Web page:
When state lawmakers zeroed out Texas Education Agency discretionary budgets, Esterline said, they were effectively zeroing out the grants the grant makers had been making.
“That got our folks a little bit more fired up. In times of crisis people get organized. So, in 2011, we came together as a very small team of grant makers. We basically sat down with the chairs of the public education committees and said, we cannot fill a $5.4 billion dollar budget hole. The State has to pay its share. We are here to help with research and development and innovation but we cannot fill a $5.4 billion budget hole.”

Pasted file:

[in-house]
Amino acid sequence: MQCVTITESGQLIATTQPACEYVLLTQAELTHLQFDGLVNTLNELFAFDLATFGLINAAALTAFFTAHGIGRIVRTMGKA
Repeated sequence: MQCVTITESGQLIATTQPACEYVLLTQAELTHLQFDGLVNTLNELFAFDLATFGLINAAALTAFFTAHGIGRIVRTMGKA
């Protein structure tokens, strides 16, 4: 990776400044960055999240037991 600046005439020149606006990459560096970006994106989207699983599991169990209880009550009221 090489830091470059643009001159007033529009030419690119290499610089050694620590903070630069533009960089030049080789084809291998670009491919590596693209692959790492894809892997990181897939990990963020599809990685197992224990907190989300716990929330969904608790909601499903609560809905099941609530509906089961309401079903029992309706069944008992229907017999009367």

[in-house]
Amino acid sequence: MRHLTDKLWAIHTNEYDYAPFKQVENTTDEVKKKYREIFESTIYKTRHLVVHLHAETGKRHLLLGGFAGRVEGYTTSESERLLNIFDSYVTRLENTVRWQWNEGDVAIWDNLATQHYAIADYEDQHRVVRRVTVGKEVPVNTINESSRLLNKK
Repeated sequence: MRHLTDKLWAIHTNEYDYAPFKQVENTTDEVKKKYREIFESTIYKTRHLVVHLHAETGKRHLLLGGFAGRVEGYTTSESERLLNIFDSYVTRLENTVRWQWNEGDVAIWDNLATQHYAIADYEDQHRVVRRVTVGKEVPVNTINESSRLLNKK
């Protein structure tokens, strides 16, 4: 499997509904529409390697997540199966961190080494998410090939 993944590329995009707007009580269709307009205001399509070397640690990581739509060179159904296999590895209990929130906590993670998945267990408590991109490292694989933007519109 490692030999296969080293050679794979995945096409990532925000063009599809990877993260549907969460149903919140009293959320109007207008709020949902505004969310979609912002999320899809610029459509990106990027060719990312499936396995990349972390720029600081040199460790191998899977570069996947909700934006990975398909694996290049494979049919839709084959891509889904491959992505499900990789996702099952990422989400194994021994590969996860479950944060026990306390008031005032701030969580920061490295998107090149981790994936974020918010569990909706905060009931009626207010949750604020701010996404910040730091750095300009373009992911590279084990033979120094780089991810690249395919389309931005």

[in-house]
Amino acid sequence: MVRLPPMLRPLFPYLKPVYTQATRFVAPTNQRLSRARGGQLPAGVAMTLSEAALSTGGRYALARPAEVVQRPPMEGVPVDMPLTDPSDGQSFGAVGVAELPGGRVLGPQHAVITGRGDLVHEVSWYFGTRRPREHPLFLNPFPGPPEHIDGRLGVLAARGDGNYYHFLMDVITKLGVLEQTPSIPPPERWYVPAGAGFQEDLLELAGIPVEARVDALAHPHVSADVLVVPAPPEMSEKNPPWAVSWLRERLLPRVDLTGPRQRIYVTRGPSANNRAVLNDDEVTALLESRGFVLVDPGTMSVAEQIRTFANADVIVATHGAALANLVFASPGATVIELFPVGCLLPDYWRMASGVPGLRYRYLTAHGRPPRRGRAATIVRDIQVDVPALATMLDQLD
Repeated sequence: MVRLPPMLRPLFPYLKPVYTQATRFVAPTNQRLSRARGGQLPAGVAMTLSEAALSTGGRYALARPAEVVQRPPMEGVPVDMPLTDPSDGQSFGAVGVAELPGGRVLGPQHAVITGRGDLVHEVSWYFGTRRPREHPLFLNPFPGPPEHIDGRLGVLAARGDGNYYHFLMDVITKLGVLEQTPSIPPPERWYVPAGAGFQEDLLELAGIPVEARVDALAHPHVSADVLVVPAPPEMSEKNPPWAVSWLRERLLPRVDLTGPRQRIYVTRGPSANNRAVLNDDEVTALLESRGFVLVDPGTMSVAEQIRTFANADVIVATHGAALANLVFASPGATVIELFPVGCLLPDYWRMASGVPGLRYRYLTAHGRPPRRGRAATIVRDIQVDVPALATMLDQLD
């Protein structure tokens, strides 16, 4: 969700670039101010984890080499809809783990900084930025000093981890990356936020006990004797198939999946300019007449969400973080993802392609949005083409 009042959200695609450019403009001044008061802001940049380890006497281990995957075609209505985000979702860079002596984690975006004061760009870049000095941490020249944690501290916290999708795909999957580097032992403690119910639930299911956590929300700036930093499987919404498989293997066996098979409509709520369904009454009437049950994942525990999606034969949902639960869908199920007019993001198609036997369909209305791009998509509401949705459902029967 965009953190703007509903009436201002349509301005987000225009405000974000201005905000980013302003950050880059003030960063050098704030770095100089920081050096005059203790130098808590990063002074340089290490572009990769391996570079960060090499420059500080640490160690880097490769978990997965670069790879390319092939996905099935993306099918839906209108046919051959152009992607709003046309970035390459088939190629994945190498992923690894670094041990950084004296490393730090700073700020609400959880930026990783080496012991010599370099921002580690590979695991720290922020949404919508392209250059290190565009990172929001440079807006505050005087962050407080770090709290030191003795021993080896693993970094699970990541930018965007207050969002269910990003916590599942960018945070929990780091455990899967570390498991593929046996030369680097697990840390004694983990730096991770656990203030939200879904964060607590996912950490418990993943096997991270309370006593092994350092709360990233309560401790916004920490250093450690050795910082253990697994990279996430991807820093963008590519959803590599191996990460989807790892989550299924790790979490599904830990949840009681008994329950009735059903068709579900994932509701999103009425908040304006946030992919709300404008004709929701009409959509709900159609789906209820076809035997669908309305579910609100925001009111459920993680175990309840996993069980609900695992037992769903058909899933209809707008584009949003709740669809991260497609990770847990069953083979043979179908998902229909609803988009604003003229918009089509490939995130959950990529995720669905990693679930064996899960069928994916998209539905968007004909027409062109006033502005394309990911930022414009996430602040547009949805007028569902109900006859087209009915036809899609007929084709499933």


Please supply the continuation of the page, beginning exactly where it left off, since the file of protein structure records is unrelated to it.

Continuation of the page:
Esterline noted that the Gates Foundation gives away hundreds of millions of dollars a year. “If you put all the dollars the Gates Foundation invests in public education, it is a drop in the bucket (compared to the proposed state budget cuts). So, we knew we had a role to play.”
Esterline said TEGAC has taken on school finance for this legislative session “because we saw the writing on the wall.” She said when the Governor Abbott set up a school finance commission, “we knew we needed to be in the conversation.”
TEGAC has been tracking the work of the commission, Esterline said, and urged the people of the Valley to pay attention also.
“We want to get the business folks in the conversation, but not exclusively. We want taxpayers, and stakeholders and parents and families to understand that the school finance system, as it stands now, has some serious flaws and is in need of some serious reform.”